Adidas: Time To Buy This Unloved And Undervalued Stock

| About: adidas AG (ADDYY)


Adidas lowered its full-year guidance last month.

The shares already declined over 40% this year.

Adidas trades at a discount compared to its industry peers.

The recent pullback could be a perfect entry point for investors.

Looking at Adidas (OTCQX:ADDYY), one of the largest sports apparel companies in the world, investors might wonder what happened with this stock over the past eight months of this year. The stock fell over 40% since the start of this year, and closed nearly at the stock's 52-week low last Friday. The poor performance is even more surprising given the fact that Germany, one of Adidas' best selling soccer shirts, won the World Cup this year. Germany defeated Argentina in the final, another national soccer team sponsored by Adidas.

The boost by World Cup-related revenue was not enough for Adidas to achieve its financial objectives for this year. On Thursday July 31, 2014, Adidas warned that its annual revenue and net income will be lower than expected. According to this press release, Adidas now expects net income to be around €650 million ($858 million), down from an earlier estimate that assumed net income to be in the range of €830 million ($1,095 million) to €930 million ($1,227 million).

Adidas named currency translation effects, less favourable hedging rates, higher marketing spend for the 2014 FIFA World Cup, poor retail sentiment and significantly lower contribution from TaylorMade Adidas Golf among the reasons for lowering its full-year guidance. Additionally, sanctions by Western governments against Russia had an impact on the company's results as well.

As I already mentioned before, the stock fell over 40% year-to-date following the poor results in the first six months of this year and the company's profit warning. It seems that investors turned away from Adidas and focused on other, more promising sports apparel stocks, for example Nike (NYSE:NKE), Under Armour (NYSE:UA), Lululemon (NASDAQ:LULU) and Columbia Sportswear (NASDAQ:COLM).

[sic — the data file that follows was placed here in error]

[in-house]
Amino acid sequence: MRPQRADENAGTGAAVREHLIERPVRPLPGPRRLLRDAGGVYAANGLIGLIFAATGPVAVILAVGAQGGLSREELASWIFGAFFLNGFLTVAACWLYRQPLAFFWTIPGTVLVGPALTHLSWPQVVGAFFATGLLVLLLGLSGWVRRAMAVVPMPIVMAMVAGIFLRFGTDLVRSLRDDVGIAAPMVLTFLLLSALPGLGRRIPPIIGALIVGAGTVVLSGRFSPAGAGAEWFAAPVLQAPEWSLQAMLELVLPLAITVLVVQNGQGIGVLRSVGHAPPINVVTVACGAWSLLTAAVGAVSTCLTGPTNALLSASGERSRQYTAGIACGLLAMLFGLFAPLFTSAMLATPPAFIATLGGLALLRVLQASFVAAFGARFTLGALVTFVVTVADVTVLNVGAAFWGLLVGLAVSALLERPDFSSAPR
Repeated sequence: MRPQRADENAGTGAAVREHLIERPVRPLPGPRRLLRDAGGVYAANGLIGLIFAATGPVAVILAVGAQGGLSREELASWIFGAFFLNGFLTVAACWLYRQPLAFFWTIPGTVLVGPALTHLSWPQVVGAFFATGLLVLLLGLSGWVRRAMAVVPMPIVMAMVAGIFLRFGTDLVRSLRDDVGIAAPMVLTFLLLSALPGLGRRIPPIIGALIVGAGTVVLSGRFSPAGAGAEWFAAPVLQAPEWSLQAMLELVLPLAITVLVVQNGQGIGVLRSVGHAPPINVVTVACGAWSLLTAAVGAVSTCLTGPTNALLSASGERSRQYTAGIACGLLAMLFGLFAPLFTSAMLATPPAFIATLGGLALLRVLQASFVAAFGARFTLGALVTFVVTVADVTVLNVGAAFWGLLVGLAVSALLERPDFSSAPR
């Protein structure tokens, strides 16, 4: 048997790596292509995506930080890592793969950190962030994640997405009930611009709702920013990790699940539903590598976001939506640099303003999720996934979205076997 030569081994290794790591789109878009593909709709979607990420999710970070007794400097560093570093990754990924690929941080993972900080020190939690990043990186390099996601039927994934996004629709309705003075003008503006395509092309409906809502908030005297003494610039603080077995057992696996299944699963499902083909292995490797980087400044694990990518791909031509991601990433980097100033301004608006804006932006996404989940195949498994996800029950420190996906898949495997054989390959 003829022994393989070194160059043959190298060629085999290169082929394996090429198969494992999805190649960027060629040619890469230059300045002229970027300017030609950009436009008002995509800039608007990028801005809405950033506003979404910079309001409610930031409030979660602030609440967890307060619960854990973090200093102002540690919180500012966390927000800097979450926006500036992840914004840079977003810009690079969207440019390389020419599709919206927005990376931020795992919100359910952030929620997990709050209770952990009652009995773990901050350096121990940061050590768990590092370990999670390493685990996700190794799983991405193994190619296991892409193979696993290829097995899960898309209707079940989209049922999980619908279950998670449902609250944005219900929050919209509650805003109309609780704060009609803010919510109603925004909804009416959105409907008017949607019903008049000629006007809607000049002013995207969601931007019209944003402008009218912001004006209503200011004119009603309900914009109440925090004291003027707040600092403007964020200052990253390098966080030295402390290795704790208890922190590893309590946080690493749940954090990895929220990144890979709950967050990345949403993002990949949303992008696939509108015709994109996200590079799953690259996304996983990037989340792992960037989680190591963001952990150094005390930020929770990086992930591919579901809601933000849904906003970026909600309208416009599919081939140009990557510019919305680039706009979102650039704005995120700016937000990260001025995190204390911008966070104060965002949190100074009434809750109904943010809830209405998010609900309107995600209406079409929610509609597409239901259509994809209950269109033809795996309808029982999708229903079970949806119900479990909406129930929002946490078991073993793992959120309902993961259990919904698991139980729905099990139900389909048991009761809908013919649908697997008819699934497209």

Despite all the bad news, Adidas is still a solid company with good underlying growth potential. Adidas' top-line performance was not that bad at all, for example, net sales increased 10% on a currency-neutral basis in the second quarter of this year. Therefore, the recent decline of Adidas' stock price could provide a good entry point for investors.

On top of Adidas' solid top-line performance, I find that the company trades at an attractive discount compared to industry peers. According to the latest outlook, Adidas still expects to earn $2.05 per share in 2014. This equals a trailing price/earnings ratio of 18.3 times this year's expected earnings per share. Industry peers trade at much higher price/earnings multiples (see graph below).

Company EPS P/E ratio
Adidas $2.05 18.3
Nike $3.39 23.2
Under Armour $0.94 71.2
Lululemon $1.74 22.9
Columbia Sportswear $3.52 21.6

It is clear that Adidas should trade a some discount compared to its industry peers. Due to recent bad news, the risks associated with Adidas are higher. However, I believe that the current discount is just too much. For example, Adidas' trailing P/E ratio is around 21% lower compared to its most important competitor, Nike.

My findings are in line with this recent article by SA author Vin Colby. He concluded:

Buy excellent companies when they are in distress, not when they are riding high. The recent fall in Adidas price, and the accompanying buying opportunity, is so far my greatest find of this year.


Based on my findings above, I believe that Adidas is still an attractive company for investors and the stock's recent pullback is a perfect entry point. Adidas' top-line performance in the second quarter was solid, and the company still earns a healthy profit. The stock's valuation and discount compared to industry peers support my conclusion that the recent pullback is a good entry point.

Disclosure: The author is long NKE.

The author wrote this article themselves, and it expresses their own opinions. The author is not receiving compensation for it (other than from Seeking Alpha). The author has no business relationship with any company whose stock is mentioned in this article.

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